This series of practical activities with lenses would make a good introductory lesson to the topic. Without needing any complicated setting up or measuring, students should get a good feel for lenses and images. They may also go on to investigate the relationship between the power of a lens and its focal length. There are some very helpful teacher notes and extension activities with a model eye and the lens equation are signposted too.
There is a 7minute film to accompany the activity which shows a couple of students working on an ophthalmic course who make explicit links between their work and the physics they studied at GCSE. The film is most suitable for those who probably won’t go on to study A levels.
Here’s a resource that does exactly what it says on the tin. The film entitled “70mm Refractor Telescopes” gives a good introduction to the parts of a telescope and explains how it works whilst the pdf document, “Choosing a Telescope for School” is a really useful document to read before you take the plunge and spend any of your science budget on a telescope.
After students have learnt about lenses, the first film (3 min) in this trio would be good to show as it gives students a practical application of what they have been learning about. The second film (2.5 min) is not all that exciting but you might like to use it as a follow up to the first showing how the lenses are actually made.
“Seeing the Light” makes a lovely introduction to handling lenses. The idea of using old pairs of glasses is great so start collecting them now! Of course you can always supplement your collection with the more conventional school lenses. You might like to introduce more able students to micrometers as suggested here. With less able students, or to speed up the practical, carry it out qualitatively asking students just to sort the lenses into 2 groups.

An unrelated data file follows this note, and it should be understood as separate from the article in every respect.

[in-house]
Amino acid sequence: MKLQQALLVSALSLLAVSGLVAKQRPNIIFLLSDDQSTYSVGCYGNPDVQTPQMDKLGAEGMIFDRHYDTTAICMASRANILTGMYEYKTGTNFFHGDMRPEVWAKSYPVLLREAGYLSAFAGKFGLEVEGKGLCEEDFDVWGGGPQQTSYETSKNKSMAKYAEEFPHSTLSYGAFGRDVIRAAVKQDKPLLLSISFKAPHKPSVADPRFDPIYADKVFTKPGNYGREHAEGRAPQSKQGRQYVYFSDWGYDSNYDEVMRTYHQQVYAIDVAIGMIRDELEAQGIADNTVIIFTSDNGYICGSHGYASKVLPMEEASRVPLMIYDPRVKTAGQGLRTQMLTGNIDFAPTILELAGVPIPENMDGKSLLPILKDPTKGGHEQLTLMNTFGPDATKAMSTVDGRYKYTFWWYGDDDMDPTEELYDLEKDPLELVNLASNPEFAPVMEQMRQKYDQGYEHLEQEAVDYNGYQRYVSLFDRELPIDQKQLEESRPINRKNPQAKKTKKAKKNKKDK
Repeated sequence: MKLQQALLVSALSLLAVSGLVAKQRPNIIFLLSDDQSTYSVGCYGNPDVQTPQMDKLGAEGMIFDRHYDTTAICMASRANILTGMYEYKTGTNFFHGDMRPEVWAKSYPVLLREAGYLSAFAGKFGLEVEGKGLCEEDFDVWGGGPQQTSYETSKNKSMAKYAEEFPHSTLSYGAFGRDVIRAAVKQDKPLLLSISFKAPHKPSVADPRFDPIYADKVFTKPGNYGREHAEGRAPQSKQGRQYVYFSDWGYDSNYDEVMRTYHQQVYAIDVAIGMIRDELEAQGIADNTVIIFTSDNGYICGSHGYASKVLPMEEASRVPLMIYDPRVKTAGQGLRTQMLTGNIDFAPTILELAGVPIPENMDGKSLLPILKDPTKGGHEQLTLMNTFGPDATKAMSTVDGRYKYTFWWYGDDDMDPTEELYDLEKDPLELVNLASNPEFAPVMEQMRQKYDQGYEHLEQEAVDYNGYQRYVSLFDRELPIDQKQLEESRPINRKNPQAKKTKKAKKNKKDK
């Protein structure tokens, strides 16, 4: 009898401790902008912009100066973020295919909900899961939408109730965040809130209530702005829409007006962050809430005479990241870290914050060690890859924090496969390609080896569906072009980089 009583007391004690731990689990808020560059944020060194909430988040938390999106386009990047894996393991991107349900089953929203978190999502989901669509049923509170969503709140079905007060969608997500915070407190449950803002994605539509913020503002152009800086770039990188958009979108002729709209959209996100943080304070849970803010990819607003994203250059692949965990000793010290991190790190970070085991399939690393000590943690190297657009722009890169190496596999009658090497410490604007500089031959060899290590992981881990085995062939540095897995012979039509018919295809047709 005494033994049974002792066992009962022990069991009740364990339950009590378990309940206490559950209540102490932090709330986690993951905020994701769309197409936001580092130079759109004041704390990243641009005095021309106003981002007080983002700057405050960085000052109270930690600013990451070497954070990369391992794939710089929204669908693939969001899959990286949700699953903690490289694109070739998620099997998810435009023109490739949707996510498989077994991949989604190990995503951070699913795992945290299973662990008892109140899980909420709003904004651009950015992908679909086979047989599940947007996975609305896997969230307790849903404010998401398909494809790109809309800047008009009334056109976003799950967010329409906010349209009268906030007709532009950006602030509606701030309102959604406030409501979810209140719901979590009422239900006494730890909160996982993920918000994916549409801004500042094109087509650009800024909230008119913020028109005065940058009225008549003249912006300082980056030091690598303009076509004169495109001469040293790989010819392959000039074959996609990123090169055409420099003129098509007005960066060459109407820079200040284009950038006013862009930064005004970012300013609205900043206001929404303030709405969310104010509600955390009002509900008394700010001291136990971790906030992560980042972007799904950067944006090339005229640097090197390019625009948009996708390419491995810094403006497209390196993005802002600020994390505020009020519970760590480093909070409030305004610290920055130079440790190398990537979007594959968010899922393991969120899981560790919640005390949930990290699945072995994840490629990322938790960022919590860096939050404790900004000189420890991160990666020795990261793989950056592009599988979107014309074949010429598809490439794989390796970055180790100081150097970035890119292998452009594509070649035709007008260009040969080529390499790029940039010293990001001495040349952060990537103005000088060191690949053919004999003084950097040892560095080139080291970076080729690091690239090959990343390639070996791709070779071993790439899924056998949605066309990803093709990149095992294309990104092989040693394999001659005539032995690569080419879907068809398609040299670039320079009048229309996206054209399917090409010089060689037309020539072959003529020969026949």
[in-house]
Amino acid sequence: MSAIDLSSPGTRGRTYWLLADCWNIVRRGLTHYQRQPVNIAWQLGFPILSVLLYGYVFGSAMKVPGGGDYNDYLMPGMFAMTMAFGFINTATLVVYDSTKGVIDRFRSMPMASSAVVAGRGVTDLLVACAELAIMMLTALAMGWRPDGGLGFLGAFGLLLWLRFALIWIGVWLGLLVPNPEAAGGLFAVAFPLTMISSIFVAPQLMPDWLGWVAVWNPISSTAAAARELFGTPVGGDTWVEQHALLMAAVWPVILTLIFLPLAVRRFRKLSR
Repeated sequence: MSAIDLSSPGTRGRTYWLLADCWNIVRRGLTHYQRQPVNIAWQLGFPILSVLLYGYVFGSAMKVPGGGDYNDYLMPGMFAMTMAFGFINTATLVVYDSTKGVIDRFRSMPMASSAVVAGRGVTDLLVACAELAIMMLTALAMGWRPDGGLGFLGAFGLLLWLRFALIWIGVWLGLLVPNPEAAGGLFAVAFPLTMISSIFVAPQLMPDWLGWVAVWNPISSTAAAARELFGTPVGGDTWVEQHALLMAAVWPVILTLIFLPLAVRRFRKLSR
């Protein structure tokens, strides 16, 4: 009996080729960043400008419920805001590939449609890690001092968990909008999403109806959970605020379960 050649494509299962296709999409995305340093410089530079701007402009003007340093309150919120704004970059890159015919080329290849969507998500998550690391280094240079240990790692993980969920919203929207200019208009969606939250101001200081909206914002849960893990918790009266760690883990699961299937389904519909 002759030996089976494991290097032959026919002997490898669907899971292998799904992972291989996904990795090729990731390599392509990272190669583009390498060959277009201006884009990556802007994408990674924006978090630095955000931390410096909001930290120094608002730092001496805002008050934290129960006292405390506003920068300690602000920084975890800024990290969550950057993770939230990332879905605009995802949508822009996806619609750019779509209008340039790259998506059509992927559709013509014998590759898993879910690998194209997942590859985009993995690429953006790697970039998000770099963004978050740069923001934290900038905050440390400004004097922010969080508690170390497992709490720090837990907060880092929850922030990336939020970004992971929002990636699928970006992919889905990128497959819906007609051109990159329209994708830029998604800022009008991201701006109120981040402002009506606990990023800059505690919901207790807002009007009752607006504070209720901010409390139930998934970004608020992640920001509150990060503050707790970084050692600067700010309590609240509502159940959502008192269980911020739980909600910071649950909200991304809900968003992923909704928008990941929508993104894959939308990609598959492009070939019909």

The “Correcting Lenses” experiment is a rather nice follow on and will stretch more able students.
You’ll find everything you need here to get across the concept of refraction including refractive index and Snell’s law. It was designed for use with AS physics students but the content is pretty similar to GCSE physics specifications.
Role playing lines of marching soldiers (pages 2/3) is a very effective at helping students to understand refraction and the demonstration is enhanced if the leading line hold a metre rule or similar along the row as they walk as students will be able to see the change in direction more readily.
At this point teachers might like to use the demonstration mentioned almost in passing on page 19. Fill a test tube with glycerol (propan-1,2,3-triol) and place it in a boiling tube filled with the same liquid. Place the whole thing in beaker and challenge students to spot the tube. Thinking that you refer to the boiling tube they’ll think you’re a bit daft and you can then reveal the test tube inside which they won’t have spotted since glycerol has the same refractive index as pyrex glass. Similarly, let your students drop gel beads into water and then observe them the following lesson when they have swollen and are almost invisible in water. The beads are used by flower arrangers and are readily available fairly cheaply online – but don’t buy the coloured ones. Here's a great film showing this demo.
The resource also provides clear instructions for student practical work and a bank of calculation questions along with teacher tips and worked answers.